The Bikecast Episode #10: Fundamental State Failures; the Law
This podcast is assembled from a couple passes at discussing the law as it relates to the state. During one of these recording episodes, the memory card ran out of space because I’m a dumb-ass. I’ve tried to patch the pieces together in a non-jarring fashion. I jump in at one point whilst not riding my bike to explain a transition. Still and all, I think it’s OK.
The most basic services that a statist will claim must be provided by the government are 1) defense and 2) arbitration of disputes. Leaving #1 for a future podcast, let’s imagine criteria by which we could judge the value of a legal framework.
I imagine that 1) I would want to be able to use the system to seek restitution for damages done to me in situations where I and the other party couldn’t come to a satisfactory agreement and 2) I would not want to be held accountable for damages I didn’t incur.
Because I, for no particular reason, lead with #2 in the podcast, I will also do so here. The very most basic understanding of what constitutes a “crime” is the concept of a “victim.” Crimes without victims are known as “crimes against the state,” and their existence–especially in abundance–are a marker of totalitarianism. The United States has more prisoners than the rest of the world combined. 1 in 4 people in prison on Earth are in a US prison (this number does not include the less-well-documented global US prison system). The majority of the people in prison have not committed a crime.
The memory card filled up just as I was getting warmed up, but I believe I make the case fairly plainly that the US legal system fails criteria 2 in an awfully spectacular way.
By criteria #1, the state fails no less completely. Robert Reich was lamenting the lack of regulations and the ways that corporations are taking advantage of the light penalties. He sited in particular the BP oil spill, the Massey Energy mining disaster and the Goldman Sachs financial collapse assist. As is often the case, I don’t really address the points he’s making, but get drawn off into a tangent. In this case the tangent is: why do we feel these corporations aren’t getting what’s coming to them? Why are there victims that aren’t receiving restitution?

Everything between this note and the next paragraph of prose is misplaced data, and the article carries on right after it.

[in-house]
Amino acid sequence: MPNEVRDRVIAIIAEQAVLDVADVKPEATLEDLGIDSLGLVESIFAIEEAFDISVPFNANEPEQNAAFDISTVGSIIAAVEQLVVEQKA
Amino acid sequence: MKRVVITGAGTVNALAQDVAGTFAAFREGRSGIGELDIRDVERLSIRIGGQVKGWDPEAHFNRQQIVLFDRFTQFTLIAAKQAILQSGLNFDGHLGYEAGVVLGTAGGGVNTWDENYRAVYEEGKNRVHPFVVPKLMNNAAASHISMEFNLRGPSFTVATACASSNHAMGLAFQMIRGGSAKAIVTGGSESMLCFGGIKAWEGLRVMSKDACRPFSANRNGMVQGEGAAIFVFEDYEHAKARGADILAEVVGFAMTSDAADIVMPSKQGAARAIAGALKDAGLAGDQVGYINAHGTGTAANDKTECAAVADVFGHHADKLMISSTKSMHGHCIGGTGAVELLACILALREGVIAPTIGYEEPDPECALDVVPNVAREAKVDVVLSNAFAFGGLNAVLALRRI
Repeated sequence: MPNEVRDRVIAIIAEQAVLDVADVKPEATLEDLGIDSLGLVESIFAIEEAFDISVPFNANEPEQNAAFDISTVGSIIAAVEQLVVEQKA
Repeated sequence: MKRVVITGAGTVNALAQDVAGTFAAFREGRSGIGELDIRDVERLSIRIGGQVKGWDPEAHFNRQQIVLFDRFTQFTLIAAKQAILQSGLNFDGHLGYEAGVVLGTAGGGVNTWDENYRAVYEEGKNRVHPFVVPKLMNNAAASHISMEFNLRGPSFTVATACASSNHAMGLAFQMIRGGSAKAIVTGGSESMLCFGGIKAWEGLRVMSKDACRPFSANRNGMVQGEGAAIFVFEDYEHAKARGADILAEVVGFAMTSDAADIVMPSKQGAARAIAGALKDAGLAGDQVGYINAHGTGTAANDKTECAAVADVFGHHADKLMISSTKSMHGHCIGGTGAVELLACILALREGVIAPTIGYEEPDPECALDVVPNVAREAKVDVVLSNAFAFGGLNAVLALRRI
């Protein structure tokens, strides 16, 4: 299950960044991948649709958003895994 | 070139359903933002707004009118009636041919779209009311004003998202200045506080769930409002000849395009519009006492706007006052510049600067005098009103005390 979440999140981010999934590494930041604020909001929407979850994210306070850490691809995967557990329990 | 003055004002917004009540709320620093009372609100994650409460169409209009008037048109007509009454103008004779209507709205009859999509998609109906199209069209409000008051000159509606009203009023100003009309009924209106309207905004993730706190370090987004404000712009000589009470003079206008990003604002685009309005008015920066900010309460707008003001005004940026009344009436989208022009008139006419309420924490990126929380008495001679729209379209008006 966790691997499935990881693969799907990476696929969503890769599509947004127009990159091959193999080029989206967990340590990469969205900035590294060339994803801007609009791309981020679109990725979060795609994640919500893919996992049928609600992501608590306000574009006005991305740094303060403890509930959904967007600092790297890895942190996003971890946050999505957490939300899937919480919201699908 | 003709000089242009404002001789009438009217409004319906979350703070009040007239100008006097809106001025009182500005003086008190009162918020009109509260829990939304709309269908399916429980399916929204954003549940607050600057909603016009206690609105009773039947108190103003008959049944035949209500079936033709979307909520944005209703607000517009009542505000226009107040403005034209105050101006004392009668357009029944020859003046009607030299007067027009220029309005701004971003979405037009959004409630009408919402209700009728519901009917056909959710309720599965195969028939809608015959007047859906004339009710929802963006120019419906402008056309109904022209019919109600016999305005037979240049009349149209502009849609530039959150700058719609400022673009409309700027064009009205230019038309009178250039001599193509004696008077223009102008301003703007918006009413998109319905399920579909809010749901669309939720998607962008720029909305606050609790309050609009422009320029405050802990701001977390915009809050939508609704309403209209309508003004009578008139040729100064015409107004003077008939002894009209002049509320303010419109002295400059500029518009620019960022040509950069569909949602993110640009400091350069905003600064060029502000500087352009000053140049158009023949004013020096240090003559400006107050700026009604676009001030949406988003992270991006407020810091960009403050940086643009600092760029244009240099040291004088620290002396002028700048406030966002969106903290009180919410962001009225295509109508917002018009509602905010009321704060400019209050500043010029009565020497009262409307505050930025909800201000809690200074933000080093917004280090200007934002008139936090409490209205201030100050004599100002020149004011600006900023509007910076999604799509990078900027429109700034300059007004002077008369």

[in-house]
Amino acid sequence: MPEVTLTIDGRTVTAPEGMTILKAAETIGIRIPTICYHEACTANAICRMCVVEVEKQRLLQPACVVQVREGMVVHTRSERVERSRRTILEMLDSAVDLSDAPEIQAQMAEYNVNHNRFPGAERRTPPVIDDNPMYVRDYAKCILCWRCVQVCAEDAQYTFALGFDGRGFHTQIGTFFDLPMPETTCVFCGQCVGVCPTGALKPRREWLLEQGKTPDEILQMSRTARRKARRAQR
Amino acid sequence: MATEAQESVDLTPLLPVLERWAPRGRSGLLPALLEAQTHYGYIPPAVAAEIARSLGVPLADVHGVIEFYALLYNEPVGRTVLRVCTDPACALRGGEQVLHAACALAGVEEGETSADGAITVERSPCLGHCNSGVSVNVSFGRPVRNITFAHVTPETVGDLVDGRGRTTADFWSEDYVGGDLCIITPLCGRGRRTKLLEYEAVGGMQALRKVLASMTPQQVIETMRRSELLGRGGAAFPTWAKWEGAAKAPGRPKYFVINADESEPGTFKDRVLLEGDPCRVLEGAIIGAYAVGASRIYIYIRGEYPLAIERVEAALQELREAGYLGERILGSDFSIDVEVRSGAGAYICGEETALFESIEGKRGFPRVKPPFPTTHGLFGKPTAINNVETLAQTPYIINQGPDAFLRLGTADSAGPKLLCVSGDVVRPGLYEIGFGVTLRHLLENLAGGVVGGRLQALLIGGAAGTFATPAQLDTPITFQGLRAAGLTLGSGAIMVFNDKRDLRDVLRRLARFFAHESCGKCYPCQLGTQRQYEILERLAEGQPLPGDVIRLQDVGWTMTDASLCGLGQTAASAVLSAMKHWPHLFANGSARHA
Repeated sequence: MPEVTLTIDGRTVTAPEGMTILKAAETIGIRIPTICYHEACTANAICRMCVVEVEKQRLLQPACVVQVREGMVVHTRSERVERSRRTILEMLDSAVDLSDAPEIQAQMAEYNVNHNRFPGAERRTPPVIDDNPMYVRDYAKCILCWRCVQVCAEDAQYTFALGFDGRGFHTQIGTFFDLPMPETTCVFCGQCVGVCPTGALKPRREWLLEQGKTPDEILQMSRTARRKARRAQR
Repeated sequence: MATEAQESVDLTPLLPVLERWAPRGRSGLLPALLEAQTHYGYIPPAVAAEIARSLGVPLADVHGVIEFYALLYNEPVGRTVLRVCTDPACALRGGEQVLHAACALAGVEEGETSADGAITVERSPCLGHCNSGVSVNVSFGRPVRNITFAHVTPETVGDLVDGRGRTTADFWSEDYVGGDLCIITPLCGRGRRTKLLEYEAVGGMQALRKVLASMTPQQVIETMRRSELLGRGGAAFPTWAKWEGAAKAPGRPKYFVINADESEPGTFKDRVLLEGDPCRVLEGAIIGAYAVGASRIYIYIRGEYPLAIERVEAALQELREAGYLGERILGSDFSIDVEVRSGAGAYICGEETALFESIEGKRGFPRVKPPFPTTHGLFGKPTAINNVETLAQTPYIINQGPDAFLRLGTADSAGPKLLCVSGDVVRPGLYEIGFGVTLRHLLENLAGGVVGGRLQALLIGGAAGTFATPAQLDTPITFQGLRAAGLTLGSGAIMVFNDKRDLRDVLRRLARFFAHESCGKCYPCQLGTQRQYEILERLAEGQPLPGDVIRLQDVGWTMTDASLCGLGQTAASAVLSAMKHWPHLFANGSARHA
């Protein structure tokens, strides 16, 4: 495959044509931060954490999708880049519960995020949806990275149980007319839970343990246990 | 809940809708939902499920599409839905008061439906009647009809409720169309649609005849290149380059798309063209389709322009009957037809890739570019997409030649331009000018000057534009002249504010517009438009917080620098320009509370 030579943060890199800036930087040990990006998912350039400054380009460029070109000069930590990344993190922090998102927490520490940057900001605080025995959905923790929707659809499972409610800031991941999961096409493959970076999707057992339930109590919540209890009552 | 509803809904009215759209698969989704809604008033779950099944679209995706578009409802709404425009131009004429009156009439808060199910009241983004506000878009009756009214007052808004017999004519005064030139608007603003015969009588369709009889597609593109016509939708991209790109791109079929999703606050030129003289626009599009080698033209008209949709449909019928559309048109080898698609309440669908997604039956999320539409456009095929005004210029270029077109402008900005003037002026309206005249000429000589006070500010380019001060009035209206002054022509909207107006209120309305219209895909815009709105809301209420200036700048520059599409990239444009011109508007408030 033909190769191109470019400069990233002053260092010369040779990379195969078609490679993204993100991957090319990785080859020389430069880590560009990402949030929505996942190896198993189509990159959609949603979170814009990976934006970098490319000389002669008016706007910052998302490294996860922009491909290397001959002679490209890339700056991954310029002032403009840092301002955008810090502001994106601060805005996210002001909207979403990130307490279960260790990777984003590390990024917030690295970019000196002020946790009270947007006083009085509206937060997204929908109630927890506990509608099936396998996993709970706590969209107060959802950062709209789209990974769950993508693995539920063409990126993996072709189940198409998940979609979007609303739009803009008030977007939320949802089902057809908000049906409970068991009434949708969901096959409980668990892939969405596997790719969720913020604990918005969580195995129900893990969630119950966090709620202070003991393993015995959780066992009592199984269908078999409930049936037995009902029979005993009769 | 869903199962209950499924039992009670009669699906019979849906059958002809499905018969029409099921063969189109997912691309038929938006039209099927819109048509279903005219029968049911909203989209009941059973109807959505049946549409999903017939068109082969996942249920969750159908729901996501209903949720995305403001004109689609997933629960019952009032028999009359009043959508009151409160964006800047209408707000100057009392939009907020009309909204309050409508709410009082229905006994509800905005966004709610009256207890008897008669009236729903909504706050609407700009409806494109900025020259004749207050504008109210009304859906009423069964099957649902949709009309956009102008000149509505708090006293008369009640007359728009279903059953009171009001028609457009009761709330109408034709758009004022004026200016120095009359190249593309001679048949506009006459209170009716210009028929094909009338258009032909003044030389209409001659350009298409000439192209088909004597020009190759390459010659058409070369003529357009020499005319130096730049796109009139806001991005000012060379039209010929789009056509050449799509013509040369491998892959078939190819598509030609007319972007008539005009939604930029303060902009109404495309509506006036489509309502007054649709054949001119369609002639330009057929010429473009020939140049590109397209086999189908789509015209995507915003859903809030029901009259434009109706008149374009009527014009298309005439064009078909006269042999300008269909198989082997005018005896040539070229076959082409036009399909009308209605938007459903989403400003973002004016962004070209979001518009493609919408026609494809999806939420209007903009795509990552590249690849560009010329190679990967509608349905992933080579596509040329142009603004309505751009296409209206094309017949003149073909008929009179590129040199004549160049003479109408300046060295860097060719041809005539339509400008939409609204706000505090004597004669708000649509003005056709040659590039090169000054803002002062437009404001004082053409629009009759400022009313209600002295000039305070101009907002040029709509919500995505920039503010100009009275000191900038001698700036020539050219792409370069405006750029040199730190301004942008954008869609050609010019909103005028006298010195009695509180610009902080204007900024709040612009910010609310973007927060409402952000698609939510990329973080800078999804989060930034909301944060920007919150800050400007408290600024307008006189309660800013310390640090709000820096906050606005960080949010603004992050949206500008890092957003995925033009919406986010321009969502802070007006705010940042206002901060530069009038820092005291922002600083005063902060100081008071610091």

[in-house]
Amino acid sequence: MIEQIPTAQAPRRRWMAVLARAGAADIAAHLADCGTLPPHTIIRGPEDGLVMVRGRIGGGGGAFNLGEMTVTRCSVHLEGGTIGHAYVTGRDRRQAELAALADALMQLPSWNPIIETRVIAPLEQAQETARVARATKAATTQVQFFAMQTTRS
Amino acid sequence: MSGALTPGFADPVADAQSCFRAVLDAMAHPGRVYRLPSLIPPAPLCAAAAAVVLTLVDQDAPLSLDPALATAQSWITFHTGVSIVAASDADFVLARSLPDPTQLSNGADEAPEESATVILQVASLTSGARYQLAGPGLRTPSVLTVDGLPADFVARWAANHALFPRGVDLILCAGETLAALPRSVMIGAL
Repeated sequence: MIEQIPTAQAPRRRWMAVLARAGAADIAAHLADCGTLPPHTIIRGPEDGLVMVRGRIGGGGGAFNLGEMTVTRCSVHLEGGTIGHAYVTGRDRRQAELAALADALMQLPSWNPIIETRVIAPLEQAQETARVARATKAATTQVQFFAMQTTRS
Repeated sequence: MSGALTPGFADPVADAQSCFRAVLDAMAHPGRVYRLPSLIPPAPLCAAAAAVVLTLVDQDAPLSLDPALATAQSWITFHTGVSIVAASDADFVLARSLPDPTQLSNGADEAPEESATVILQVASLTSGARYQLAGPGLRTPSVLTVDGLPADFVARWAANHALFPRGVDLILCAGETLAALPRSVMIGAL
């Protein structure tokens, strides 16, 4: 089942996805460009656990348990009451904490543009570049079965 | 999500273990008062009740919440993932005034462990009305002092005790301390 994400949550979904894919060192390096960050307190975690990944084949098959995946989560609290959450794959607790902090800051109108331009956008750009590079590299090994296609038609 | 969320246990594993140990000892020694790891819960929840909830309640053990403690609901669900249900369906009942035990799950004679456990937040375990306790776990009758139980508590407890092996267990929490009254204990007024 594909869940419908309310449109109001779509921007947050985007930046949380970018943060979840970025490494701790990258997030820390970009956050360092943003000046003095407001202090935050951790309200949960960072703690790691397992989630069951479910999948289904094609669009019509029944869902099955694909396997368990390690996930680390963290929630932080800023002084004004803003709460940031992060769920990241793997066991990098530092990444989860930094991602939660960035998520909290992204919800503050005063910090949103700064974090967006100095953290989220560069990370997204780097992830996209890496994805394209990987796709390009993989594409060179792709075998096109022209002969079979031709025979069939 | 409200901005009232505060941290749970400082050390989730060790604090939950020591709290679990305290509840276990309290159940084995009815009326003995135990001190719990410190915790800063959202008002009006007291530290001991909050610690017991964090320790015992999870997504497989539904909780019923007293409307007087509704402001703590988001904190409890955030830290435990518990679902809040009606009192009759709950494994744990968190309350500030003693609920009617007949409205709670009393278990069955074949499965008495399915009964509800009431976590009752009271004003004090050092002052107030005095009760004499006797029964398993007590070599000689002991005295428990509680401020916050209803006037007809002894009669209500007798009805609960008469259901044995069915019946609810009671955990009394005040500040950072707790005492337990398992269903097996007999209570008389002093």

The legal system should function very simply: damages are shown to have been incurred and the amount of the damage is paid for by the guilty party. This notion was abandoned with the rise of the corporation and the revenue they generated for politicians translated into favorable legislation. Now we are in a situation where the legal system rarely holds corporate entities accountable for the damages they incur. Rather, they create a whole suite of new victimless crimes that are supposedly intended to prevent corporations from committing the real crimes (with real victims), for which they aren’t held to account.
This serves to counter the claim that the law is unjust. Sure, victims aren’t compensated, but a whole raft of regulations are created or added to so that “this never happens again.” The tragedy is that these types of disasters would happen far less frequently if the corporations were required to compensate the victims of their accidents–simple greed would guarantee it.
I go on a bit of a tangent with respect to lawyers. Building a super-structure of paper that ensures no collection of power, wealth or privilege is held to account for its crimes while claiming that said structure is protecting people from corporate depredations requires lawyers. Lawyers are the priest class of the post-enlightenment, justifying with tomes of paper what was once justified by the voice of god.
This clear and demonstrable failure of the state to provide one of the two most basic services it claims monopoly power over should lead us to question the state’s ability and motivation (or the ability and motivation of any violent organization) to provide all wonderful things it promises.